New atlas highlights the value of Europe's soil biodiversity and reveals how it is under threat
The European Commission's own research body, the Joint Research Centre, publishes today, for the first time, an indicator-based map of potential threats to soil biodiversity, in order to guide decision-makers in protecting this crucial resource. The biodiversity within our soils plays a vital role in agriculture and in the water and carbon cycle. The atlas highlights areas within Europe where soil biodiversity is most at risk of decline relative to the current situation – notably parts of the UK, the Benelux countries and Northern France, although there are areas of high risk also in several other Member States. It provides a comprehensive source of information for researchers, policy makers and teachers. It will be launched at the conference 'Soil, Climate Change and Biodiversity – Where do we stand?' (Brussels, 23 & 24 September 2010).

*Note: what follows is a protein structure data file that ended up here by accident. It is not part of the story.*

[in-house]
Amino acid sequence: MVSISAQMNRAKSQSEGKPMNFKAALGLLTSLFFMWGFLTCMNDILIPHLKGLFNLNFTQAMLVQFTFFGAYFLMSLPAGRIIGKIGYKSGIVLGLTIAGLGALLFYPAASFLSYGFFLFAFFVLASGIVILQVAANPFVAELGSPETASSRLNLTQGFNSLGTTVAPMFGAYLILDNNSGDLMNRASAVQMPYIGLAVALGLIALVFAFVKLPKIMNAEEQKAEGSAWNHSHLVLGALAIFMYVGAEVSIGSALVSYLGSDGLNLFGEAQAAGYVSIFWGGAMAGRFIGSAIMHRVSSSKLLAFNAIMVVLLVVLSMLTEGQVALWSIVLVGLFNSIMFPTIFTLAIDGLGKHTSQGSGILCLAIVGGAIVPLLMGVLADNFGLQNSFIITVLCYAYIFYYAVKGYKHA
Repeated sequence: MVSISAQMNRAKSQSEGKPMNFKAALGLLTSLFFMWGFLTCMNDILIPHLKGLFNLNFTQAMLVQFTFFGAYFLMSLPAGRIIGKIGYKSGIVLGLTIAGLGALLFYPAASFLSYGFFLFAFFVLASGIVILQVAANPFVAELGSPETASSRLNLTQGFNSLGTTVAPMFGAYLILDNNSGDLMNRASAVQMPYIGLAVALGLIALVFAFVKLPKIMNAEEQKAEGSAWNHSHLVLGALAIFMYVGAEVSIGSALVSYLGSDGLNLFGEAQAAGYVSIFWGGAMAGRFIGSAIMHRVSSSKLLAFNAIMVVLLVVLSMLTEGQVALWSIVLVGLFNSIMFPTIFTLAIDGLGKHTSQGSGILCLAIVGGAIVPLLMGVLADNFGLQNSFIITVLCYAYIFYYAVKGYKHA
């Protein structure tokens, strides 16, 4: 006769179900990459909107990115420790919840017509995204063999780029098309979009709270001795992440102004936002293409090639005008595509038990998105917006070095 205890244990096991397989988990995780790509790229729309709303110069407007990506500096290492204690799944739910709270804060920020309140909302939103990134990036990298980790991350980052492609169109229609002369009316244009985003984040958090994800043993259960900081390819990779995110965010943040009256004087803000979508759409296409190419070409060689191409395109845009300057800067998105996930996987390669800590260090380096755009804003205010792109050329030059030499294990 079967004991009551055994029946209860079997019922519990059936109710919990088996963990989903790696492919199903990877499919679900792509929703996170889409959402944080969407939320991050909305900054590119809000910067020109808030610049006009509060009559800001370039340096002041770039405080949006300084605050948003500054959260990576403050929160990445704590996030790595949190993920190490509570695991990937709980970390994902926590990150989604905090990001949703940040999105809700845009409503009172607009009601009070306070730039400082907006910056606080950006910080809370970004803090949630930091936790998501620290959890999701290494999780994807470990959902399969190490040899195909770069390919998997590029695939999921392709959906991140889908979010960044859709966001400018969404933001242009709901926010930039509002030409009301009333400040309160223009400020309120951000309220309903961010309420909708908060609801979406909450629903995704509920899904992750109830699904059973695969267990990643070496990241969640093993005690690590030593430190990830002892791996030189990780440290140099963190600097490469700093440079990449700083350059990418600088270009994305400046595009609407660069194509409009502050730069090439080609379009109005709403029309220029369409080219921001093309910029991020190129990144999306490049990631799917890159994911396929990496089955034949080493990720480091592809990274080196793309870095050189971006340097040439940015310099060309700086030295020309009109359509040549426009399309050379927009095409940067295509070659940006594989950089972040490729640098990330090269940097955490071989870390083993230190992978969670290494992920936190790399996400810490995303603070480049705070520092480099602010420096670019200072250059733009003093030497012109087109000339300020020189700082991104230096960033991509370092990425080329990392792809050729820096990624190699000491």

Máire Geoghegan-Quinn, Commissioner for Research, Innovation and Science and Janez Potocnik, Commissioner for Environment, said: "Soil is essential to the biodiversity which makes life on earth possible and keeps our economies sustainable. Soil degradation threatens our access to food, clean air and water, as well as to many crucial raw materials. This atlas is a major European contribution to the UN's International Year of Biodiversity 2010. It will raise awareness about the need for the Soil Framework Directive the Commission first proposed in 2006 and help prevent further soil degradation and repair the damage already done. Unless we tackle this problem soon and in a coordinated manner, it will cost a lot more to put it right."